type drivers up to ones using discrete H bridges of N MOSFETs with
    floating high-side date drivers, etc.
     
  4. A Schleuniger?
    Yes. Maybe a NEMA 34 frame, depending on how big your fist is.
    Old-fashioned bipolar dual H-bridge design, gets really hot with
    substantial current. ST makes them, Mouser and Digikey should carry
    replacements if it's shot. It's only switchmode if you drive it so
    (eg. with the sidekick sequencer chip).
    That's fine.
    Yes, you can use the unipolar as a bipolar by ignoring the center taps
    on each coil and driving the ends with an H-bridge.
    Yes, but you are getting twice the heating with two coils energized.
    Not sure the relationship is between torque and driving method, but
    motor data sheets should have this information.

    Best regards,
    Spehro Pefhany
     

  5. Unit is a Schuleniger UC 3750 and will be up for sale once I complete
    the refurb.

    Presumably the original engineering with regard to heat and current
    etc... will still be valid once I replace the driver. I'm just trying to
    find out exactly what they were intending to do.

    Besides being frozen and locked up (already repaired with new bushings,
    etc), some junior G-Man plant electrician managed to replace a bridge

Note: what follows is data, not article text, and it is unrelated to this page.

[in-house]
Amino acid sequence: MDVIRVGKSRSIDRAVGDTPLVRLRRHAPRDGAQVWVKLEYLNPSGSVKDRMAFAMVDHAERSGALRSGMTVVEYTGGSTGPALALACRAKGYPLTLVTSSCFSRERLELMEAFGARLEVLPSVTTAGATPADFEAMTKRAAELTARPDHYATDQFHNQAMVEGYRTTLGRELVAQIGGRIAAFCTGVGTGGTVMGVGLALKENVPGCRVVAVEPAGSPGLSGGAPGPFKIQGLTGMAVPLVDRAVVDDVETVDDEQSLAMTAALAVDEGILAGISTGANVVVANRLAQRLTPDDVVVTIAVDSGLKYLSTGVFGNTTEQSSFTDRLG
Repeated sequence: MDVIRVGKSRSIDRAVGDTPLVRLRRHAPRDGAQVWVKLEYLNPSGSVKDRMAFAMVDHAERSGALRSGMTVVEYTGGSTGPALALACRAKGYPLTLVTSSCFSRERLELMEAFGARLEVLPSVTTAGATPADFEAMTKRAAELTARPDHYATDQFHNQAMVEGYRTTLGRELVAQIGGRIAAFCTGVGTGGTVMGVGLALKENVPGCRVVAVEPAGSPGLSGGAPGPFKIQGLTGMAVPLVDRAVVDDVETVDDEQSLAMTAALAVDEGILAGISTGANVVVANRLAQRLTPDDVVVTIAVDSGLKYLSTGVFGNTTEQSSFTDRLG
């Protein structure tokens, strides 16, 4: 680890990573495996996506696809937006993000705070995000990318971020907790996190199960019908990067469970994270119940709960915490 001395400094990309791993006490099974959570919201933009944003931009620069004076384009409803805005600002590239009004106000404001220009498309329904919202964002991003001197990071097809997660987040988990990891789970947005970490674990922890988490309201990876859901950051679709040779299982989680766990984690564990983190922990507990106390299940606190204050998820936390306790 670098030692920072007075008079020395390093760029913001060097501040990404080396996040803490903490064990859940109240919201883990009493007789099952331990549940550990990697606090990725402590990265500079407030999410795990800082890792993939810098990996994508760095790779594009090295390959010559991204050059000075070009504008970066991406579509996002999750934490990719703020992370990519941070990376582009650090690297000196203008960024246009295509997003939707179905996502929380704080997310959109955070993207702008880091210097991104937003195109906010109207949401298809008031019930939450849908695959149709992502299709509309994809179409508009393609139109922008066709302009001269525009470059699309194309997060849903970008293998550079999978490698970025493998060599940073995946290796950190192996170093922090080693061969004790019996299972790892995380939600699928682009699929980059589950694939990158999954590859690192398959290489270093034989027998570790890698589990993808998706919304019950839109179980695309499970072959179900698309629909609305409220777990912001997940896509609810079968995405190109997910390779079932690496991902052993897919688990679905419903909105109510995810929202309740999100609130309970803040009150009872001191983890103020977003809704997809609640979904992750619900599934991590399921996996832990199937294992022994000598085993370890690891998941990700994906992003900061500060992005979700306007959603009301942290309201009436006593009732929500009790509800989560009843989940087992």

rectifier 180 degrees out of position, thus converting the +42 volt
    supply to a MINUS 42 volt supply, and raising all holy hell in the process.

    Most of the refurb is done. Blades appear perfect and rollers repolished
    beautifully. I suspect the slightly smaller rollers might affect the
    exact wire size programmed in, though.

    Discovered after a dozen false starts that the way you replace an oilite
    bushing is to use a Hex Allen Cap Screw! Between the 20 threads per inch
    and another 18:1 or so of wrench gain, two or three pounds of twist
    gives you half a ton of insertion/withdrawal force.

    Sure has been an adventure restoring an obvious basket case.
    Also willing to sell as is at 90 percent refurbed.

    --
    Many thanks,

    Don Lancaster voice phone: (928)428-4073
    Synergetics 3860 West First Street Box 809 Thatcher, AZ 85552
    rss: http://www.tinaja.com/whtnu.xml email:

    Please visit my GURU's LAIR web site at http://www.tinaja.com
     
  6. Sjouke Burry

    Sjouke Burry Guest

    For unknown 6 wire stepper motors,I temporarely glue
    a stick to the shaft, then touch a mall voltage to each
    of the four coil ends. the stick moves a bit for each ending,
    and it shows you the order in which to step them(watch out
    for bouncing across whole step(s)).
    to control the motor then ,the centre taps go to the supply,
    and you step through the four endings in succesion.
    I get a higher momentum when i step (a+b b+c c+d d+a .......),
    watch motor temperature when you do that(but the holding torque
    is very high).
     
  7. Tim Williams

    Tim Williams Guest

    Alnico???

    Thought that stuff hasn't been used for ages.

    Tim